We think of slavery as a thing of the past, but it isn’t. The International Labor Organization estimates that there are 21 million people around the world in different kinds of forced labor. And it isn’t just backward countries such as Saudi Arabia, Yemen and Zimbabwe.
The U.S. State Department issued its annual report on forced labor and human trafficking on Wednesday. The Guardian reported
China is criticized for perpetuating human trafficking in 320 state-run institutions and the widespread domestic trafficking of girls and women into forced prostitution. In Russia, an estimated 1 million people are exposed to exploitative labor, including forced labor used in the construction of the Winter Olympic park in Sochi, according to the report.
The government of Uzbekistan continues to force older children and adults into slave labor in its cotton industry, the US state department says, and the country “remains one of only a handful of governments around the world that subjects its citizens to forced labor through the implementation of state policy”.
via The Guardian.
Uzbekistan is noteworthy because coerced labor for production of cotton is government policy. Uzbekistan has been dependent on its cotton industry since the days of the old Soviet Union. Here is a report from a human rights organization.
In 2012, the Uzbek government mobilized the forced labor of over a million children and adults. Regional authorities enforced state cotton quotas on farmers, under threat of taking their land. While there was not the nationwide shut-down of primary schools, authorities mobilized children ages 15 to 17 nationwide and younger children sporadically.
Children forced to pick cotton worked excessive hours, conducted arduous physical work in hazardous conditions and under threat of punishment, including expulsion from school. Government employees – including teachers, doctors, nurses, and soldiers – and private business employees were forced to pick cotton under threat of dismissal from work, the loss of salary, pensions and welfare benefits. Authorities extracted fines from those who failed to meet their cotton quotas.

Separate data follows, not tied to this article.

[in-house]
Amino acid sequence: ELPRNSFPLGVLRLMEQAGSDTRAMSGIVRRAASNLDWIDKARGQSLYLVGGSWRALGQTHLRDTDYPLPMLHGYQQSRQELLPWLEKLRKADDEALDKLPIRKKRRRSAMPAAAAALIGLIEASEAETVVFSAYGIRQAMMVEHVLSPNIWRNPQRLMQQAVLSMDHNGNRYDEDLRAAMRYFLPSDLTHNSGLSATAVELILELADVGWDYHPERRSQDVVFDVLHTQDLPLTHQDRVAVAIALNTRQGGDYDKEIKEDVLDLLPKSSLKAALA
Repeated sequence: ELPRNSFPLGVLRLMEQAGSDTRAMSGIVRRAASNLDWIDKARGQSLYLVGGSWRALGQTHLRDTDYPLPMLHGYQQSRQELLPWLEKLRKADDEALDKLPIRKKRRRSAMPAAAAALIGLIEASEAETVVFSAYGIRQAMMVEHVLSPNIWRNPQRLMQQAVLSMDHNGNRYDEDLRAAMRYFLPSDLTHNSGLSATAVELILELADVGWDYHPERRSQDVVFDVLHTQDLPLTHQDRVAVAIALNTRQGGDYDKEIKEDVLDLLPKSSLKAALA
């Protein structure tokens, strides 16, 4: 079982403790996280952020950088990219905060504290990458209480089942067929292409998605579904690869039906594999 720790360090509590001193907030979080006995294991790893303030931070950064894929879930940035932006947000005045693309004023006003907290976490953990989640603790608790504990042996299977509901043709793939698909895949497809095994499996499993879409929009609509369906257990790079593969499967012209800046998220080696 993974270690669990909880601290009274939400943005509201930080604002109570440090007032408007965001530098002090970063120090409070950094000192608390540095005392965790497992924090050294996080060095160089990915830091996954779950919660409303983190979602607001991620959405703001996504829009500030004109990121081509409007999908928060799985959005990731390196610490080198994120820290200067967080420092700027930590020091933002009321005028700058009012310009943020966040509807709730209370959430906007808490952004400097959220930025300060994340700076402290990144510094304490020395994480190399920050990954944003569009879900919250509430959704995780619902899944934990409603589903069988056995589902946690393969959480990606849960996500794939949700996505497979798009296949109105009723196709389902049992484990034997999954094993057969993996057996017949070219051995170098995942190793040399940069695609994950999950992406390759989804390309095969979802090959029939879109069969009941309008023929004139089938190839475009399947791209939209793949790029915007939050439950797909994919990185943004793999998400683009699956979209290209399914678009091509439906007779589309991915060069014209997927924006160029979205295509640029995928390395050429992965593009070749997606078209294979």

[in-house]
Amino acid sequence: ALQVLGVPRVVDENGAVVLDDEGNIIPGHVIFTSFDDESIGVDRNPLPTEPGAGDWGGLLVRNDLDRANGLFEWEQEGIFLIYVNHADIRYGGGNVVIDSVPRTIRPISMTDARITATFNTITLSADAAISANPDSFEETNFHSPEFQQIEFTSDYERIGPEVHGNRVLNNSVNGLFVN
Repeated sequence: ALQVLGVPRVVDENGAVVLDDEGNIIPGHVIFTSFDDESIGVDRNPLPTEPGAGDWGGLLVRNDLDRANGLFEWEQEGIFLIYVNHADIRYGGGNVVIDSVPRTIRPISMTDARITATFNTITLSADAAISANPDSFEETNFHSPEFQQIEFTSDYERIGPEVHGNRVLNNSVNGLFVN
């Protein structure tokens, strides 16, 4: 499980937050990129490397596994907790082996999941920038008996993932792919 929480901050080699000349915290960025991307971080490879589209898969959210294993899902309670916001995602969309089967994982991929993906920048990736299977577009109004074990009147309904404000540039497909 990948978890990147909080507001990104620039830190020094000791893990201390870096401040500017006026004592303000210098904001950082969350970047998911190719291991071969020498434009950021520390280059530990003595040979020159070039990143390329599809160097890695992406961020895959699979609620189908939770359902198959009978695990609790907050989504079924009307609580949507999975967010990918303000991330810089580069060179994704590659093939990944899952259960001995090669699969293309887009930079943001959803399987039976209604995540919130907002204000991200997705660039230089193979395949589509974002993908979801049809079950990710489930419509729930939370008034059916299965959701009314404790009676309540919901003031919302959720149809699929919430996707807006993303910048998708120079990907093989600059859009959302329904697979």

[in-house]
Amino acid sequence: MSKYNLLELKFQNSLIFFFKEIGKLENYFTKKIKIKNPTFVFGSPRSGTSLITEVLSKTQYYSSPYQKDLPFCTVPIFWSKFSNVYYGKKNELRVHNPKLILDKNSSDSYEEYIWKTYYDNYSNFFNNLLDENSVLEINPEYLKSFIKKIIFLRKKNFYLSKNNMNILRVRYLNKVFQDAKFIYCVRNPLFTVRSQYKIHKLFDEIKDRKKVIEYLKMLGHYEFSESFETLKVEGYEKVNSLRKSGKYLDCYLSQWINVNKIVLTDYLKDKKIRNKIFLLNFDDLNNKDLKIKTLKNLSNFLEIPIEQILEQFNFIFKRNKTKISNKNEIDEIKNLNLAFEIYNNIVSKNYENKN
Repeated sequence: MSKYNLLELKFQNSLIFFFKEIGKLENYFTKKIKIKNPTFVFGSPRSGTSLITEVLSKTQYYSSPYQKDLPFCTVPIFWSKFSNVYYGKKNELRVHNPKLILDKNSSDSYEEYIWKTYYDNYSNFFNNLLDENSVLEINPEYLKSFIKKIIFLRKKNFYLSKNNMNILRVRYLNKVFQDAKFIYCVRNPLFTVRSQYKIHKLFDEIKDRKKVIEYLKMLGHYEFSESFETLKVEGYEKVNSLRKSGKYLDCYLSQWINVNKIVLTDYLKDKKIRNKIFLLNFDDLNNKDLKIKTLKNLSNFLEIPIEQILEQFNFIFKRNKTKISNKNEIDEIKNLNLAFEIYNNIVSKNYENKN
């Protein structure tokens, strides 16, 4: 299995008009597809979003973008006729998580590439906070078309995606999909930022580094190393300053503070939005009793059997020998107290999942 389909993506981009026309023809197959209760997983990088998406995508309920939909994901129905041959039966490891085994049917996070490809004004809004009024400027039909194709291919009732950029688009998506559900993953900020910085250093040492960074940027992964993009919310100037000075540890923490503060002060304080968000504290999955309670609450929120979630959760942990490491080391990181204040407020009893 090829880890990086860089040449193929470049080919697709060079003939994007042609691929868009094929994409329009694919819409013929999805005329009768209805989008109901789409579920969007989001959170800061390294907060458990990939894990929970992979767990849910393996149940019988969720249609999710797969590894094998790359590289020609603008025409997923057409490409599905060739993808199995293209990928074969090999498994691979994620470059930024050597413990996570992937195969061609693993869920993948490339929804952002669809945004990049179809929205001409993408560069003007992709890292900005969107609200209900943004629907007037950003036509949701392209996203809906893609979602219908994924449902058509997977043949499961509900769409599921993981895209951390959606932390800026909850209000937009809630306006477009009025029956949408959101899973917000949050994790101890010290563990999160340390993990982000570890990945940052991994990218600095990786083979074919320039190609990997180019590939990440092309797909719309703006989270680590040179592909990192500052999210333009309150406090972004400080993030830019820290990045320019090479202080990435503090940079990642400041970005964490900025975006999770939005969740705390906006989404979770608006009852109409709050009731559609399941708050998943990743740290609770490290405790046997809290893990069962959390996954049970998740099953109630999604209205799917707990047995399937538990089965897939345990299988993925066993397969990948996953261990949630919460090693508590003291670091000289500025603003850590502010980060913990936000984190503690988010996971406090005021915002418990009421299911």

This spring, the Uzbek government is again mobilizing children as young as age 10 and adults to plow and weed cotton fields. On April 19, the deputy governor of Namangan region beat seven farmers for planting onions instead of cotton. As is the case each year during the fall cotton harvest, the forced labor of government employees is once again disrupting the delivery of essential public services, including health care and education.
via Cotton Campaign.
Secretary of State John Kerry should be commended for allowing the report to go out, even though it embarrasses powerful countries such as Russia and China and U.S. allies such as Uzbekistan and Saudi Arabia.
Congressional law allows for targeted economic sanctions against countries that practice or tolerate slavery, forced labor and human trafficking. I don’t think this is likely anytime soon, but to name them and shame them is more than nothing.
Click on US condemns China, Russia and Uzbekistan for human trafficking for the full Guardian article.
Click on Trafficking in Persons Report 2013 for the full State Department report. The report has a section on the United States itself. Forced labor, debt bondage and sex trafficking do exist in the USA to a certain extent, especially among unauthorized immigrants who are outside the protection of the U.S. legal system and by foreign diplomats who are immune from prosecution under U.S. law. Few if any countries have a completely clean record, but this should not be an excuse for doing nothing.
Click on Cotton Campaign: Stop Forced and Child Labor in Uzbekistan for a report on Uzbekistan’s cotton industry. The State Department report says the same, but in more bureaucratic language.
Click on Disturbing Video Reveals Child Laborers Picking Cotton in Uzbekistan for more about child labor in Uzbekistan. Sorry, I wasn’t able to embed the video or find a YouTube or Vimeo version, so you would have to use the link.
Click on The Cost of Uzbek White Gold for a report by Thomas Grabka for the Institute for War and Peace Reporting. Written in 2004, but unfortunately still relevant. [Added 7/25/2015]